Thrivent Charitable staff and donors often reflect on outcomes from each initiative and explore possibilities for continued impact. From these discussions related to the creation care initiative, the concept of water as a guiding focus within the initiative arose. Access to clean water is a basic and essential right, yet is increasingly compromised by droughts, pollution, rising tides, flooding and other natural disasters.
Why water as a focused issue?
Water makes life possible. It is an essential element to physical and spiritual existence. Storms and wildfires of unprecedented magnitudes have caused environmental stresses and impact on humanity all over the world. Some one-third of the world’s population is living in either water-scarce or water-short areas. It is predicted both climate change and population growth will take this number to one-half of humanity.
Thrivent Charitable is uniquely positioned as a catalyst and connector throughout communities. Thanks to the generosity of our donors, grants from this initiative will aid in building the transformational capacity of faith leaders to create change in communities where help is an utmost necessity.
The creation care initiative with a focus on water begins its work with three new grantee partners:
- Creation Justice Ministries (CJM) – Started in 1983 by the National Council of Churches, CJM represents a broad coalition of ecumenical members (38 denominations) in the work of educating and mobilizing Christian denominations, churches and individuals to protect, restore and rightly share God’s creation. CJM has responded on the front lines of water crises, such as Flint, Detroit and Appalachia. This grant will deepen Christian engagement on water issues on a national level, with specific focus on Appalachia and Michigan.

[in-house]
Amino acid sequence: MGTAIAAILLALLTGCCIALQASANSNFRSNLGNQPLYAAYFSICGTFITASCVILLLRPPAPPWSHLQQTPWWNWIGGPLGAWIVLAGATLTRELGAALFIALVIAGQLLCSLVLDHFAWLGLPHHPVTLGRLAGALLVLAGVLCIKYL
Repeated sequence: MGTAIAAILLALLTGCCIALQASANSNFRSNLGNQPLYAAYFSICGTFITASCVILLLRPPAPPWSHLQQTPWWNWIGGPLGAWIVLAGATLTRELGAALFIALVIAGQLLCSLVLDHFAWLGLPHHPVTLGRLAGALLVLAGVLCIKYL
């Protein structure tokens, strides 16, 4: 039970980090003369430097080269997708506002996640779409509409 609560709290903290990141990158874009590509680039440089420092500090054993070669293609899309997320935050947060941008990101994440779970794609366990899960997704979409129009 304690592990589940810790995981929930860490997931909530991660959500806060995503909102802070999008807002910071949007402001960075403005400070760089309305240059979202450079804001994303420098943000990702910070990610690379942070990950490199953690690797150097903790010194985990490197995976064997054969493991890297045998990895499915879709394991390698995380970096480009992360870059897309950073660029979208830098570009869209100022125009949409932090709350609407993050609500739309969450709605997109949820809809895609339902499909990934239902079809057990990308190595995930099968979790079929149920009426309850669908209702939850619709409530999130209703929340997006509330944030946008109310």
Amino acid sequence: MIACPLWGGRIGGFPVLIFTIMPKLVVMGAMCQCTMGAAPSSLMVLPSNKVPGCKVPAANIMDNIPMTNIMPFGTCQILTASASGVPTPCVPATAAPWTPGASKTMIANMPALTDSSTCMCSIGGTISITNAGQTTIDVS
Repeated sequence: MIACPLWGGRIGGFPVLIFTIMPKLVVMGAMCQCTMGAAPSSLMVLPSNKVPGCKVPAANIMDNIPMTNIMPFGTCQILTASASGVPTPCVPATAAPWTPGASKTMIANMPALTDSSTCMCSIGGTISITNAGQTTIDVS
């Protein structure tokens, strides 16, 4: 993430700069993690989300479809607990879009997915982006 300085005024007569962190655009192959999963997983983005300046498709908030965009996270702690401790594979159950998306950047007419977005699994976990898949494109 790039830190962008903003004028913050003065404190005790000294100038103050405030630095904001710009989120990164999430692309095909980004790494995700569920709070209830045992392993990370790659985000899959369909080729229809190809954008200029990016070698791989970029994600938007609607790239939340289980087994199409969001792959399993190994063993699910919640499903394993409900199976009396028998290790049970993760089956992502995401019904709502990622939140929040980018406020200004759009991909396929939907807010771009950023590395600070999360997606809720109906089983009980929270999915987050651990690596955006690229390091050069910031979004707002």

- Minneapolis Area Synod of the ELCA (MAS) – The largest synod of the ELCA, MAS is the first and only ELCA synod to have on staff a Congregational Organizer for Environmental Justice. One initiative of MAS is the EcoFaith Network, which is leading “Our Watershed Moment”, engaging communities of faith in dialogue and action around water. This grant will replicate their organizing structure ecumenically with local judicatories, including AME (African Methodist Episcopal Church).
- Ecumenical Water Network of the World Council of Churches (EWN of WCC) – The WCC is a fellowship of 348 churches representing 560 million Christians in more than 110 countries, the broadest and most inclusive expression of the modern ecumenical movement. This grant will support one of its networks, EWN, in holding its second annual Eco-School on Water, Food and Climate Justice. In 2018 this training will bring together 25 young people from Latin America and the Caribbean in an ecumenical setting to study the local, regional, and international manifestation and causes of the world’s water crisis, challenges to food security and the effects of climate change.
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